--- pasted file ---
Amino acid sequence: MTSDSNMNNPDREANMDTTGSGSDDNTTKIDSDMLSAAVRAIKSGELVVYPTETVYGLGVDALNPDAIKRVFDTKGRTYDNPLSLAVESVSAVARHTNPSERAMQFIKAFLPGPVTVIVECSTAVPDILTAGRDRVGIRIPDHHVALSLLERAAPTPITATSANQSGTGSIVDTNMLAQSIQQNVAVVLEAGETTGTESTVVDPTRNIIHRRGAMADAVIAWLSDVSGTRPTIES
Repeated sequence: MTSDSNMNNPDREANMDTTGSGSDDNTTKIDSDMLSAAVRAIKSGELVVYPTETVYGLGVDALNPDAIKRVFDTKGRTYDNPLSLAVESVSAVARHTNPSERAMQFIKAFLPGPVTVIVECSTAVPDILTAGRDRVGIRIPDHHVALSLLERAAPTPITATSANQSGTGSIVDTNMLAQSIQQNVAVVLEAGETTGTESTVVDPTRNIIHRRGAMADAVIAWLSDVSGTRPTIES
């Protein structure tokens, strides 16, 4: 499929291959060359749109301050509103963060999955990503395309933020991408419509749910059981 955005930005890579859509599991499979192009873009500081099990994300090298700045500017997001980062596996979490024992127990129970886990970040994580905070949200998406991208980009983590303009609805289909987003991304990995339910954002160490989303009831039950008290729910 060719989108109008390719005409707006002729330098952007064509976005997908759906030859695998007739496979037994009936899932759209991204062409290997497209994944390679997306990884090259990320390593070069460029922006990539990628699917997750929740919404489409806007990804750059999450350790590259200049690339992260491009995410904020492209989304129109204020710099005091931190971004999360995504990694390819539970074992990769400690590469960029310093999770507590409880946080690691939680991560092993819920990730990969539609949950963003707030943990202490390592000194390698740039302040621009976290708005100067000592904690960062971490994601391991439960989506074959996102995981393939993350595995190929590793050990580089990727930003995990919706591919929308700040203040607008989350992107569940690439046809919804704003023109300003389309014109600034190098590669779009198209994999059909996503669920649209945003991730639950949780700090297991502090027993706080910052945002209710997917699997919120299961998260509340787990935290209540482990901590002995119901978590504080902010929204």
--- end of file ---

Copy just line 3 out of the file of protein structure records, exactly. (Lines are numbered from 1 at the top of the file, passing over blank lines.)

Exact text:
């Protein structure tokens, strides 16, 4: 499929291959060359749109301050509103963060999955990503395309933020991408419509749910059981 955005930005890579859509599991499979192009873009500081099990994300090298700045500017997001980062596996979490024992127990129970886990970040994580905070949200998406991208980009983590303009609805289909987003991304990995339910954002160490989303009831039950008290729910 060719989108109008390719005409707006002729330098952007064509976005997908759906030859695998007739496979037994009936899932759209991204062409290997497209994944390679997306990884090259990320390593070069460029922006990539990628699917997750929740919404489409806007990804750059999450350790590259200049690339992260491009995410904020492209989304129109204020710099005091931190971004999360995504990694390819539970074992990769400690590469960029310093999770507590409880946080690691939680991560092993819920990730990969539609949950963003707030943990202490390592000194390698740039302040621009976290708005100067000592904690960062971490994601391991439960989506074959996102995981393939993350595995190929590793050990580089990727930003995990919706591919929308700040203040607008989350992107569940690439046809919804704003023109300003389309014109600034190098590669779009198209994999059909996503669920649209945003991730639950949780700090297991502090027993706080910052945002209710997917699997919120299961998260509340787990935290209540482990901590002995119901978590504080902010929204």